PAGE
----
Monday, April 17, 2023

Nintendo Watch: The Super Mario Bros. Movie (2023)

I officially entered a new phase of life on Saturday when I went to see The Super Mario Bros. Movie (2023) with a cohort of second graders in support of my nephew's birthday.  I'm now an uncle who goes to movies he didn't select.  It's a good thing.

I am not anti video games, but I can describe my relationship to gaming as "apathetic".   The how's and why's of this phenomenon are uninteresting and best served in a dedicated blog post.  But even when we got our first Nintendo Entertainment System, I didn't have any Mario-related games.  I was spending my money on comics and tapes at the time.  Aside from a brief flirtation with a Wii and Mario Kart, never got into it.

That said, I recognize that Mario is essentially Mickey Mouse to a couple of generations.  I'm incredibly bad at predicting what will stick and what's a fad, and thought a plumber fighting turtles was just another thing that would come and go, like Ikari Warriors.  I'm still stunned anyone cares about Pokemon in this year of our Lord, 2023.  But the companies have gotten very good at punching the buttons that work well for children, year after year, as well as opening the gates for nostalgic teens and adults.  I'm pretty sure we already had a gritty Power Rangers reboot.

Back in the 1990's, I was offered the opportunity to see the Super Mario Bros. movie starring the late, great Bob Hoskins and John Leguizamo.  Despite the fact I'd go see *anything* during this window, I took a pass.  All I remember is Steanso returning and saying "you dodged a bullet".  

A cynic looking to parrot the cultural complaints about He-Man in the 1980's will look at the new movie and say that this film is a toy commercial for the games and products of Nintendo.  That's only partially true.  Look, this movie is not something I would have seen if not for participation in family activities, but I get that for a lot of people, this is the first time the world of Mario has been fully realized in modern, cinematic terms, and without a whiff of that old hobgoblin of film-adaptations, a reimagining.  It's... Mario.  And Luigi.  And Princess Peach.  It's a celebration of Mario and Nintendo, and that's okay.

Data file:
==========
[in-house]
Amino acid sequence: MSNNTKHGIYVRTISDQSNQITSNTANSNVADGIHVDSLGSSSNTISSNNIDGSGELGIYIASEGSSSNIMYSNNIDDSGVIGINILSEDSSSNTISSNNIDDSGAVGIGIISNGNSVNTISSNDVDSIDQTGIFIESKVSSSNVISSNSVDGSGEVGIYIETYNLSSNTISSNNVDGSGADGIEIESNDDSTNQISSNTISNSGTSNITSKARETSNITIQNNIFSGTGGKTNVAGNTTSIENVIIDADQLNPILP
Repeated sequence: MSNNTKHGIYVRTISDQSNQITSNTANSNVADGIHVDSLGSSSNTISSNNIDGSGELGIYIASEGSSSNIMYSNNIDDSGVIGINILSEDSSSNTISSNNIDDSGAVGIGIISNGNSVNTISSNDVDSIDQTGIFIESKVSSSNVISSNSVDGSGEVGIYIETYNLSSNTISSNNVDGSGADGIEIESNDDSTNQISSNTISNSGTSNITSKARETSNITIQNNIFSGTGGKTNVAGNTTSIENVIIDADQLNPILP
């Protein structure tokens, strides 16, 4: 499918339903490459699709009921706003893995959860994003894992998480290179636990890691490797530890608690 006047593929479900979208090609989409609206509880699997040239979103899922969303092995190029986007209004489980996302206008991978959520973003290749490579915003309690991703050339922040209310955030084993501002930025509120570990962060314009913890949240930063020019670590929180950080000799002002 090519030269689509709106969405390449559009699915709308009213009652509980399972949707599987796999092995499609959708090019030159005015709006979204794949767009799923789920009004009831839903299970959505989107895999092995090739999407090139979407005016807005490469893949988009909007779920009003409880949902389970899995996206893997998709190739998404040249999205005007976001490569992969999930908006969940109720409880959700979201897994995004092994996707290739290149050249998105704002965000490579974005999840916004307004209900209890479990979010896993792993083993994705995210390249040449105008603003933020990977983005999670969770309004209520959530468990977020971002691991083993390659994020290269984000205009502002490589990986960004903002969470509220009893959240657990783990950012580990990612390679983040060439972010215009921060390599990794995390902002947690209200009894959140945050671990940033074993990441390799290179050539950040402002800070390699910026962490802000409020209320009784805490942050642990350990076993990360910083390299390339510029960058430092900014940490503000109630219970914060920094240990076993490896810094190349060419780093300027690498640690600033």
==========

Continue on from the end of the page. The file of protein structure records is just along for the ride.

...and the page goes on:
It's 90 minutes-ish of telling a very Nintendo story about Mario doing all the shit he does in the games and defeating the bad-guy to save the not-in-that-much-need-of-saving Princess Peach.  

You know what my favorite part was?  There's no real learning or character growth.  There's no long stretches where characters talk about who they are and what they care about and you hear kids shifting and talking to their parents.  A scene or two happens, but only in dual-beat short scenes meant to pace the movie a tad.  It doesn't drive the plot.  Mario is not here to teach anyone life lessons, he's here to punch things and hop around.  This is literally a video game movie, and while modern video games can do complex storytelling for adults, that's not really Mario's niche to explore the workings of the human heart and psyche anymore than it's GI Joe's niche to explore the military industrial complex.  Kids don't give a shit about that, and neither do most young adults.  They came to see him put on a cat suit and drive the fuck out of Rainbow Road.

Speaking of, the movie is full of in-jokes, references, etc... as you'd expect.  YouTube will be littered with 20 Nintendo Easter-Eggs You Missed! videos for months to come.

Yeah, there's a bunch of big-name talent on the movie as voice actors, and they manage to dodge the goofy "It's a-me!  Mario!" shit without being weird about Italians.  You can look up who's in the movie, but I suspect you already know.

The movie is fine.  I won't make the mistake my friends who have kids make that declare "my kid liked it, ergo, this is a good movie."  That path leads to madness.  Instead, I can see that the film is intended to appeal in a certain way, and nobody tried to outsmart what Mario is or does and how his world works, and it's fine.  No weird re-do's on major characters or concepts thrown in that are anathema to actual fans.  No one is talking down to the audience, they're showing the audience the game in the coolest, boldest way possible.  If you like that stuff.  I'm still like "whatevs", but I had a good time sharing Junior Mints with my niece.  And I really liked the ape city and whatnot.  Quality Donkey Konging.

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